HAVE YOUR CAKE AND EAT IT TOO (BECHDEL TEST EDITION)

Once again, the viewing for this week was something I was looking forward to. Cake (2018), is a Pakistani film following a wealthy family who is called to arms when their father falls ill.

Upon watching the trailer, there seemed to be some very strong female leads, which is something I find myself looking out for in the films I currently consume.

Consequently, this set an expectation for me to see some great interactions between the women in the film, which is apparently something a large number of movies find shockingly hard to do.

This leads me to the Bechdel Test.

Autoethnographic Research

Only this year during a conversation with friends was I informed about the Bechdel Test. It is defined as “a simple test which names the following three criteria in any one movie: (1) it has to have at least two women in it, who (2) talk to each other, about (3) something besides a man” (Bechdeltest.com, 2020).

Now it is something I always look out for, which I think definitely affects the way I consume various texts, whether they be Western, Asian, or European. It paints a sort of bias for me, one that almost has me resenting the movie, even if it is a great one.

Acknowledging this personal experience and how it effects my cultural experience with the interaction of films is the first step towards analysing my biases.

In terms of the movie Cake, I saw quite early on that the two lead female characters were engaged in many conversations about things other than a man, which seemed promising to me, furthermore prompting me to tweet about it.

With this being said, I still found my concentration slipping about an hour into the film. This is something that usually does not happen to me when watching movies (unless I have seen it multiple times before).

So why has it happened now? Is it because I’m being made to watch a film I would not watch otherwise? Is it because my consumption of media is white-washed, making it hard for me to become invested in a film who’s characters are’t white? Would I be saying the same if the lead character’s were white?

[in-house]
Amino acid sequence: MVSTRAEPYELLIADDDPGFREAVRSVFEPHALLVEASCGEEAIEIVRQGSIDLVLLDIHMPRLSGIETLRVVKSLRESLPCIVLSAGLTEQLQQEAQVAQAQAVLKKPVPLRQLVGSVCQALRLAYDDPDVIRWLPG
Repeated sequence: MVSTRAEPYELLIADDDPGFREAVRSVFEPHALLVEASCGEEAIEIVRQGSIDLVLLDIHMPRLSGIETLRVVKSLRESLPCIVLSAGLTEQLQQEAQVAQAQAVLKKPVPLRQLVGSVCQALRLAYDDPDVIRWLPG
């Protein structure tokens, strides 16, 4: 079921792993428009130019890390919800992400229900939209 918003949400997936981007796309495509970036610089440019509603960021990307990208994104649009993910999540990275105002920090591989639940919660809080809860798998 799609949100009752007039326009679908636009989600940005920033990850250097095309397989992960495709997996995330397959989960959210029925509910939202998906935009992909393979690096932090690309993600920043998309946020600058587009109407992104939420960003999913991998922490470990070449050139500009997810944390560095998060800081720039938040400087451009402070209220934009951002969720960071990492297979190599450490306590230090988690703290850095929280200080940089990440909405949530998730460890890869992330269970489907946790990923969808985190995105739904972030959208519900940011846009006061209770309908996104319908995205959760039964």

For example, the 2017 film Ghost in the Shell starring Scarlett Johannason is something I have watched, but had not thought to watch the Japanese manga series previously. The film received a large amount of backlash for its blatant whitewashing, however, due to its Hollywoods production level and big name actors, it still made it to the screens.

It is safe to say the only reason I watched this film is because it was made by the big names. This is something I will definitely be watching out for in the future of my media consumption. It is also safe to say this realisation has inspired me to expand my horizons regarding film choice and attentiveness.

If you want to watch Cake for yourself, check it out using the Netflix link below!

https://www.netflix.com/au/title/81110389

Reference List:

Bechdeltest.com 2020, Bechdel Test Movie List, viewed 3 September 2020, https://bechdeltest.com/

Hamad, R 2016, Actors Need To Say No To Films That Whitewash’, SBS online, viewed 4 September 2020, https://www.sbs.com.au/topics/voices/culture/article/2016/07/12/actors-need-say-no-films-whitewash

Cheers,

V

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